The Art of Chinese Traditional Woodblock Printing
Thematic Gallery (2),
Hong Kong Heritage Museum
17 December 2000 - 02 October 2001
 
This inaugural exhibition featured rare Lunar New Year woodblocks and prints. The gallery reconstructed a workshop to illustrate the woodblock printing process and the materials used and to reflect the historical and artistic significance of this traditional printing method.


The Art of Chinese Traditional Woodblock Printing

 
Exhibit Highlights

Land Giving Record Land Giving Record
Guangdong
The 15th year of Guang Xu , Qing Dynasty (c.1889)
25.6 (H) x 42.6 (W)cm
Donated by David H.S. Chau

A Land Giving Record was in fact a contract for the sale of land. In order to give face to the seller and in consideration of his reputation, people referred to it euphemistically as "land giving".


Da Lai Quan (Military Door Gods)
Foshan, Guangdong
Early 20th Century
67(H) x 53.5(W) cm
Donated by David H.S. Chau

The design of this pair of multicolour block printed God of Doors is lifelike, though a little exaggerated.The outlines were thick and solid, while the cutting is superbly smooth. Judging from the design and the creativity, this woodblock print is thought to be a high-quality print produced in Foshan City. The creativity is further substantiated by the orange background, which was usually white. According to the Foshan customs, the background would also be white if a family member died during the time of New Year. In these case, people called the gods Bai-yu Men Shen (White Jade God of Doors).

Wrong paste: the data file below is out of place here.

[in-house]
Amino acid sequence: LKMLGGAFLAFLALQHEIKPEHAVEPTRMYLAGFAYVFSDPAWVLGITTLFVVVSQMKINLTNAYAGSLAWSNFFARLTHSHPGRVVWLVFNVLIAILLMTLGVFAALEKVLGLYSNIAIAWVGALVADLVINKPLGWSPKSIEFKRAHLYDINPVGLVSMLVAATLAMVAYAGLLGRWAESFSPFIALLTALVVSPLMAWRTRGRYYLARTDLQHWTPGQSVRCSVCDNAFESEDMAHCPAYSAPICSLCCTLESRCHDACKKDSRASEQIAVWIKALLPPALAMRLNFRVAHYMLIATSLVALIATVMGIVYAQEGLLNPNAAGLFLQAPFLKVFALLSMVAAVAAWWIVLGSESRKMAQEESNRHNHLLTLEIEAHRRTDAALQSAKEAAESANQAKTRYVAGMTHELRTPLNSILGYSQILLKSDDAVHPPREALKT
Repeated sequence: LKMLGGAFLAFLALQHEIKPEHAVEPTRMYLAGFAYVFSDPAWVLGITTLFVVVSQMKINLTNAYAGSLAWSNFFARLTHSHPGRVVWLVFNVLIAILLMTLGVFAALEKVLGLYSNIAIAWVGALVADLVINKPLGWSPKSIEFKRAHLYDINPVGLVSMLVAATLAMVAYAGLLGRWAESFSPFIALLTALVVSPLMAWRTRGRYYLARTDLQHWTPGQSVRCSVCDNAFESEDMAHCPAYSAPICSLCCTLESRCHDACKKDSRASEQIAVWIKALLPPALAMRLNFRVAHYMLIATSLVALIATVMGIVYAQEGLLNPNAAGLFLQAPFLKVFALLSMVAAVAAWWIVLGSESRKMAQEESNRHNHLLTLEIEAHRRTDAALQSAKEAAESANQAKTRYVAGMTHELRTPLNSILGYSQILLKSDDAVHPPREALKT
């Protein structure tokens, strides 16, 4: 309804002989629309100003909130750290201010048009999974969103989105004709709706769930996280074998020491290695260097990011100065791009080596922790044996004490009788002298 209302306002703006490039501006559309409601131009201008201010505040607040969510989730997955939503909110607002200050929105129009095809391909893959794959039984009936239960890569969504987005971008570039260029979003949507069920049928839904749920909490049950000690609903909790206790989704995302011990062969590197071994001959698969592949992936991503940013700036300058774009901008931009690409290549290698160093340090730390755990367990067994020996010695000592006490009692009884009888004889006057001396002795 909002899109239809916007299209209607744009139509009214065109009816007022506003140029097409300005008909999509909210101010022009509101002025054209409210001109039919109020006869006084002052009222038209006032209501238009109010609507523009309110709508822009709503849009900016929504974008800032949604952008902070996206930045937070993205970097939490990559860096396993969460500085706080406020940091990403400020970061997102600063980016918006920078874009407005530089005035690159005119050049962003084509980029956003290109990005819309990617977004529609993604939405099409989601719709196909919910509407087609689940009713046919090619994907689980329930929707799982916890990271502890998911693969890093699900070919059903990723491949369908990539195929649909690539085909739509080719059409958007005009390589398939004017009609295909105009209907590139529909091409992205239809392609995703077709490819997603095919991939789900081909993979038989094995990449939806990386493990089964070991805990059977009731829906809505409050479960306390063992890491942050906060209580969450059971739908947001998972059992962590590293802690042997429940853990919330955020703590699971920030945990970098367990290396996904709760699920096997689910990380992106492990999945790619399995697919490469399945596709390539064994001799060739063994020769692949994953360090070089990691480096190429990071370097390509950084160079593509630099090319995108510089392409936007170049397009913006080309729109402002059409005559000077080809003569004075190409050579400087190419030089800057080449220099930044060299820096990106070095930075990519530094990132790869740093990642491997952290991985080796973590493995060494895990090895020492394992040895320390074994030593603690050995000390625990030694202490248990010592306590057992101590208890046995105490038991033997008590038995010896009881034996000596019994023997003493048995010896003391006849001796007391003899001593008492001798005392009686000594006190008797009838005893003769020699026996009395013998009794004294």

Da Lai Quan (Military Door Gods)


Nan Bei Hang Rules Nan Bei Hang Rules
Hong Kong
The 3rd of Tong Zhi, Qing Dynasty
(c.1865)
49.8 (H) x 70.8 (W)cm
Donated by David H.S. Chau

The Nan Bei Hang stipulated its own trading rules, which were produced using woodblock printing in the early period of Hong Kong's modern history.


A woodblock of paper charm
Guangdong
1950s - 60s
21 (L) x 45.7 (W ) x 1.3(H) cm

An example of relief block carving, the various patterns are images of prayers for deliverance from all sorts of mishaps and calamities.
A woodblock of paper charm


A woodblock for printing a calligraphy model A woodblock for printing a calligraphy model
Guangdong
1950s - 60s
16.5 (L) x 10.2(W) x 1.3 (H) cm

The strokes of the characters were engraved on the woodblock in a hollow form, and the characters printed were called hollow characters while the woodblock was a "hollow woodblock". The print product was designed for students to practice calligraphy




Other Past Exhibitions